This week, the FCC announced that March 30 will be the effective date for amending hearing aid compatibility (HAC) rules. These rules, published in the Federal Register on March 6, were designed to allow those who are hard of hearing to have access to the national telecommunications network and to further implement the Twenty-First Century Communications and Video Accessibility Act. These changes were originally adopted by the FCC in October 2017.
The rules include: an updated wireline HAC volume control standard, an updated volume control for wireless headset standard, and elimination of an obsolete wireless handset standard. The objective of changing these standards, according to the Commission, is to “modernize and improve the ways that Americans with hearing loss can access our nation’s wireline and wireless communications services.”
The new technical standards will change how hearing aid volume is measured. Measurement will now occur via the Head and Torso Simulator (or HATS) method, eliminating the previously used IEC-318 coupler. The HATS method, the FCC found, will take into account how handsets are actually used, especially with regard to the seal between a phone receiver and a user’s ears. Furthermore, amplification standards will be updated to use what is called “conversational gain” where loudness in sound is measured from face-to-face conversation by a distance of one meter. This is intended to eliminate the “variation on maximum amplification levels that results from maximum amplifications being measured relative to each telephone’s nominal sound level.”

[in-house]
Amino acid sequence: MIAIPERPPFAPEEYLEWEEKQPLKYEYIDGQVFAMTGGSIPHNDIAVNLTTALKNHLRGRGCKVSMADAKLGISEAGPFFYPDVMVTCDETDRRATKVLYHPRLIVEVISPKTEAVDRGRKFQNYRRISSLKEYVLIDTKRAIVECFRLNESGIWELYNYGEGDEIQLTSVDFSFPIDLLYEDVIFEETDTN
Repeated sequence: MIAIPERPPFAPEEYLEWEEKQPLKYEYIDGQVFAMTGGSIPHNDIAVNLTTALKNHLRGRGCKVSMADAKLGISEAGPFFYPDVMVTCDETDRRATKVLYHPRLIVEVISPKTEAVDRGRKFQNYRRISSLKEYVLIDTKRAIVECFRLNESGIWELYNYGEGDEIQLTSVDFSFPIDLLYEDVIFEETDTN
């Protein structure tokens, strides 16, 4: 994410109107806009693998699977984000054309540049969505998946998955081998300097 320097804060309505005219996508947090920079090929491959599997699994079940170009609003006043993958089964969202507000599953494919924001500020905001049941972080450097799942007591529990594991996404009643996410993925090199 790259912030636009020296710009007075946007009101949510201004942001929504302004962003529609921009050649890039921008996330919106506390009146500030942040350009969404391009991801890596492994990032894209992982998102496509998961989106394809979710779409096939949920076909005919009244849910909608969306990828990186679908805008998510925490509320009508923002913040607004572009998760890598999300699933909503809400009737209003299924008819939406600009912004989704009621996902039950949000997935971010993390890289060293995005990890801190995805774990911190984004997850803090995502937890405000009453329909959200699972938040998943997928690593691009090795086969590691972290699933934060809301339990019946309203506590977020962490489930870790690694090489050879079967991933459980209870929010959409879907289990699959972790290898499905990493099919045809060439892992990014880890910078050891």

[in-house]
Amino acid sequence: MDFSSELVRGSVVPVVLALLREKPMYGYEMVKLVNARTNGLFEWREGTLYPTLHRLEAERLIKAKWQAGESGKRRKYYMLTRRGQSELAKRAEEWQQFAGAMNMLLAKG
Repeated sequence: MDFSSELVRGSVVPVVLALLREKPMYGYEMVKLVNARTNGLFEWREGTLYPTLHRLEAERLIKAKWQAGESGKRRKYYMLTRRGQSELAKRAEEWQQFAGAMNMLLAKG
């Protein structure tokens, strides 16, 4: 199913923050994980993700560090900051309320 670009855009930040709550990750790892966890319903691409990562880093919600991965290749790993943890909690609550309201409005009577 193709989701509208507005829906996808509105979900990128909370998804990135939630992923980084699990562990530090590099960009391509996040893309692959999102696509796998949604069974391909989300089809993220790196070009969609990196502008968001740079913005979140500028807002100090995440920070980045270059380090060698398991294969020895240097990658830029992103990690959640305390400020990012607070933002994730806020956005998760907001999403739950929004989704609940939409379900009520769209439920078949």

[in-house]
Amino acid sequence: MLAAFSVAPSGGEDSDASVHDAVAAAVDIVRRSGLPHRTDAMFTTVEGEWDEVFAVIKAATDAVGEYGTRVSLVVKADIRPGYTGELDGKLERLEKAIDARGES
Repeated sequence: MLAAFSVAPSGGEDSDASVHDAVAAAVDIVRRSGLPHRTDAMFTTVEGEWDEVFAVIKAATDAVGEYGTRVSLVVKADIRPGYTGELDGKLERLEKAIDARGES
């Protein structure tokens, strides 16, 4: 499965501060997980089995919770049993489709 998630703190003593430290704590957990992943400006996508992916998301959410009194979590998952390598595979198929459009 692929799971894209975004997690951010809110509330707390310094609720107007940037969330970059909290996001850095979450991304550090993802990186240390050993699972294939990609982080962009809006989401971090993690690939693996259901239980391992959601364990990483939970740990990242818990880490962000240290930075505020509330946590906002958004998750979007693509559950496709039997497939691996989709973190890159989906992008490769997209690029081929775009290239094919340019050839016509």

The new standards will also require that volume control levels be provided to at least 18dB and no more than 24dB Conversational Gain at the maximum setting.
Finally, the FCC has adopted a proposal to eliminate the 2007 Wireless RF Interference/Inductive Coupling Standard which it deems as “outdated.” The rule now requires that wireless handsets comply with the existing 2011 Wireless RF Interference/Inductive Coupling Standard to “achieve more effective coupling between handsets and hearing aids or cochlear implants.”
As you navigate through these changes, keep up to date on our blog or contact us for more information.